Daystar. It's been a wild ride, so let's review:
The Firebird universe is one in which God's people were exiled from their home planet because of their illicit genetic engineering. They tried to make themselves gods by giving themselves telepathic and telekinetic abilities, to name a few. In the cataclysm that drove them from their world, the Eternal Speaker commanded them to protect the non-altered humans they found. And He also promised them that He would eventually send them a Savior through one particular family. Up until the last book, we've followed different members of that family as they try to struggle with the prophecies surrounding them.
But now the time has come. The long-promised Boh-Dabar has come. And he's come to a galaxy that desperately needs him. Non-altered humanity is turning against the Sentinels (the genetically altered people) and are threatening to wipe them out. Caught in the middle of this is Meris Cariole, a normal human who finds herself trapped on the Sentinel Sanctuary planet. She finds herself on stage for one of the greatest dramas ever. But will she see the truth that's speaking to her? Or will she hold on to her own selfish teachings.
This was a great read. I'll admit, I was a bit intimidated by the heft of the story. The book clocks in at a little over 600 pages, which had me worried. But once I got into the story, I was hooked. I had to find out what was going to happen next as evil forces conspired to destroy the Sentinels. I was particularly delighted to see the return of Firebird and Brennan. They were conspicuously absent from the previous book, Wind and Shadow, and I didn't realize how much I missed them until I saw them in this book.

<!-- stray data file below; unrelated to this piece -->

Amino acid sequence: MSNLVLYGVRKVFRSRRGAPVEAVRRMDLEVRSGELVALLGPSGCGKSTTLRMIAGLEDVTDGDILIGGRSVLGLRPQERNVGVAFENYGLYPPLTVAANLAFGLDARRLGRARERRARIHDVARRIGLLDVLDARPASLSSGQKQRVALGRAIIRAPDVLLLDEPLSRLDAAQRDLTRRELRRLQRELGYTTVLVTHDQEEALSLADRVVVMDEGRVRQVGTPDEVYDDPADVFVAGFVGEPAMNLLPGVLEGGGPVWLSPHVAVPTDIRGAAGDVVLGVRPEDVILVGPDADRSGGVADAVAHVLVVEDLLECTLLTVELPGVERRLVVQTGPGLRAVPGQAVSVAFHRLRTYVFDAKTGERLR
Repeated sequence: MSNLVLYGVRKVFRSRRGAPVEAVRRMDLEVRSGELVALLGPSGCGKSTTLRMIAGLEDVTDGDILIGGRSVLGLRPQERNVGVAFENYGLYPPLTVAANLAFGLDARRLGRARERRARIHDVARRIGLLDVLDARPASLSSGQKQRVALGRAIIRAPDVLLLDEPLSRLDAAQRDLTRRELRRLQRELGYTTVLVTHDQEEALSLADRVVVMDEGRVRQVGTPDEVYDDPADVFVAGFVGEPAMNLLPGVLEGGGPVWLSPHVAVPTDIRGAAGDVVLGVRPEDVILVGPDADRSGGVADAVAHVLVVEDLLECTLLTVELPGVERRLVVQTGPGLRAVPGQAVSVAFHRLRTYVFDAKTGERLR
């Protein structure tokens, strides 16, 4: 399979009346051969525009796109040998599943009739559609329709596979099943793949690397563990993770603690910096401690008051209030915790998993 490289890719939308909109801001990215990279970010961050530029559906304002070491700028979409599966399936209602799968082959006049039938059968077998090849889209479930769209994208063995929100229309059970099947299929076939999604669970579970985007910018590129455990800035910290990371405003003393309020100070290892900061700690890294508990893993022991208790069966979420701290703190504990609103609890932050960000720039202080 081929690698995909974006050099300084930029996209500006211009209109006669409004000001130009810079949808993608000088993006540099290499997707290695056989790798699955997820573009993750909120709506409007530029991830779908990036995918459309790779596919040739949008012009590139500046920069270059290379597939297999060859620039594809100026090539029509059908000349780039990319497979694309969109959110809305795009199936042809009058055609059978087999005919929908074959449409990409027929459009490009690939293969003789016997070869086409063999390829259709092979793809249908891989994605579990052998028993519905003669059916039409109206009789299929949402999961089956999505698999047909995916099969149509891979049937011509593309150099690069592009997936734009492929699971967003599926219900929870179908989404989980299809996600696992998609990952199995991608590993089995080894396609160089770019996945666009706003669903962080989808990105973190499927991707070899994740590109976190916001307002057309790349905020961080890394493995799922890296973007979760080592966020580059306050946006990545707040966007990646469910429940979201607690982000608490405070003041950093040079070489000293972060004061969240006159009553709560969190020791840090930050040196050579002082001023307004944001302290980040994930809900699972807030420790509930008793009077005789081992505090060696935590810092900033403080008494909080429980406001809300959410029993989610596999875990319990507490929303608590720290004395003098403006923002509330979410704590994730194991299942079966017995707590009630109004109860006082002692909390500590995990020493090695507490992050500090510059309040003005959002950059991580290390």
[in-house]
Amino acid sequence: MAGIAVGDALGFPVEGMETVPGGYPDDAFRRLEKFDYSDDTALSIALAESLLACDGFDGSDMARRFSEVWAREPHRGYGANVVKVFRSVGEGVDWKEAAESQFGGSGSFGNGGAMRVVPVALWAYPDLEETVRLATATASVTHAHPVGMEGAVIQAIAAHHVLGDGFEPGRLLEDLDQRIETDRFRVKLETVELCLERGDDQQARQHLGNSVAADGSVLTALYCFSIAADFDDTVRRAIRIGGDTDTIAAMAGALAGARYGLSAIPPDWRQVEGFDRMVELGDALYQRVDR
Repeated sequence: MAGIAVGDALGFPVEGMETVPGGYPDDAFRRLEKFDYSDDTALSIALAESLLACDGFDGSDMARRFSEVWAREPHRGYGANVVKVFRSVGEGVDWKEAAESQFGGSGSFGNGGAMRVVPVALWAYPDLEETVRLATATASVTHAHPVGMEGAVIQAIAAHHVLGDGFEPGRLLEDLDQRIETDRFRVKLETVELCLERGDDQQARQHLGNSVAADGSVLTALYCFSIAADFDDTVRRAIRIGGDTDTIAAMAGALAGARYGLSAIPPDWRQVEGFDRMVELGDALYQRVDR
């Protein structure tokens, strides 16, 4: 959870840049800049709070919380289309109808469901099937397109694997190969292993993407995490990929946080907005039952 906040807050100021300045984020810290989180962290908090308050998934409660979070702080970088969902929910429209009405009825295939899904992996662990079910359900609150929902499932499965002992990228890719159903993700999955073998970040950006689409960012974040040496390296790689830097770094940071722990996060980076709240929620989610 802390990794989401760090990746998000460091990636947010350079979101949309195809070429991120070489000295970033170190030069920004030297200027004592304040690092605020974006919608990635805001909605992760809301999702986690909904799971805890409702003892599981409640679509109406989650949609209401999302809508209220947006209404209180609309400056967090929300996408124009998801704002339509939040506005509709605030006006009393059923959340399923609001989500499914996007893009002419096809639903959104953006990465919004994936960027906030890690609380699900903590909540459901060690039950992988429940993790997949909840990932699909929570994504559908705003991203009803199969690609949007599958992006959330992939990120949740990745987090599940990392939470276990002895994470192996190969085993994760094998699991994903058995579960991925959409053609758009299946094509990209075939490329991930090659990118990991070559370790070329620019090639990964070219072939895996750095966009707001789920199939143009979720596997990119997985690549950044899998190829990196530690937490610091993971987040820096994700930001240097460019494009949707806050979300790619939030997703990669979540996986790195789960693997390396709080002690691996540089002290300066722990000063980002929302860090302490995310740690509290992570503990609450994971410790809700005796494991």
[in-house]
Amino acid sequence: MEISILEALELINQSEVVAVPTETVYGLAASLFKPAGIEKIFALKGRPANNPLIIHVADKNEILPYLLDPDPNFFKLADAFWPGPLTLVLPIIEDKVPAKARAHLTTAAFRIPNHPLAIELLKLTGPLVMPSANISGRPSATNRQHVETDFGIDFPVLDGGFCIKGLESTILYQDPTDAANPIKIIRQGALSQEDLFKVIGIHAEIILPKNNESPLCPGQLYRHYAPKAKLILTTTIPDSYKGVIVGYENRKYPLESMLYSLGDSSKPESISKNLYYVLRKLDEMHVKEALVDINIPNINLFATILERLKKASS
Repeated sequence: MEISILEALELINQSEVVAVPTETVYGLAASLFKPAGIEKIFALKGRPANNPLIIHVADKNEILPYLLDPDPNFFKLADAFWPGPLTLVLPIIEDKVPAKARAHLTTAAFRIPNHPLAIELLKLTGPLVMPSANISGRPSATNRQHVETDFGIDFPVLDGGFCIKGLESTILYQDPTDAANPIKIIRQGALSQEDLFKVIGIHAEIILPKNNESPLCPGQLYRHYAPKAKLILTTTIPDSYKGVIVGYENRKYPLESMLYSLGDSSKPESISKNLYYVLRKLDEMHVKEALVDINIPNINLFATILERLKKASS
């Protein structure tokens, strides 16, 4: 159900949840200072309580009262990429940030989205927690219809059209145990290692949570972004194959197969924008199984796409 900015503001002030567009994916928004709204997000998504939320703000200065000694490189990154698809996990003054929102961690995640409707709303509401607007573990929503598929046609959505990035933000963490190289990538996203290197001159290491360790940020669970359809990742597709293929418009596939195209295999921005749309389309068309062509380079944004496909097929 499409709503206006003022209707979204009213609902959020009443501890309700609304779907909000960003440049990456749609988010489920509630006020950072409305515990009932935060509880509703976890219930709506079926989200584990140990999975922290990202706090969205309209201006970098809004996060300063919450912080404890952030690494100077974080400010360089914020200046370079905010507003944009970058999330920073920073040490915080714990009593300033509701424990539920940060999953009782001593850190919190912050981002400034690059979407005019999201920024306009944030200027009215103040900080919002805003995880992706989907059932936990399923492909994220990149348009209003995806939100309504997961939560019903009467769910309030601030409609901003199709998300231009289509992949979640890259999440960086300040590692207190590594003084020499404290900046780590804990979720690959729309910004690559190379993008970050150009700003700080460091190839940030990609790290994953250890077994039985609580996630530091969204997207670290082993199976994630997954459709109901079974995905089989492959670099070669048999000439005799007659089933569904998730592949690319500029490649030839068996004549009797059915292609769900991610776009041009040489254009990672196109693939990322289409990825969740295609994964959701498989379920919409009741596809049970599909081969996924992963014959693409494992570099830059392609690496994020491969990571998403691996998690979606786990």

I also loved the way that Tyers tied in so many little details from the previous four books, especially Wind and Shadow. That one didn't sit so well with me for some reason, but seeing how it tied into this one makes me want to go back and read it again.
I have two minor quibbles with the story, and they are minor. First of all, there were a few problems with predictability. This is basically a retelling of Jesus' story but on a galactic scale. As a result, I saw a few things coming. That's not necessarily a bad thing per se, but there you go.
The other was the odd way that the book ended. I mean, I get it, but I was surprised at how . . . compressed? . . . everything turned out to be. I get the reason why, it just struck me as odd.
But this is a great book. I know I'll have to pull out the Firebird books again and reread them all in the future. In some ways, though, it's sad that the journey is over. It would have been fun to keep traveling in this fabulous universe.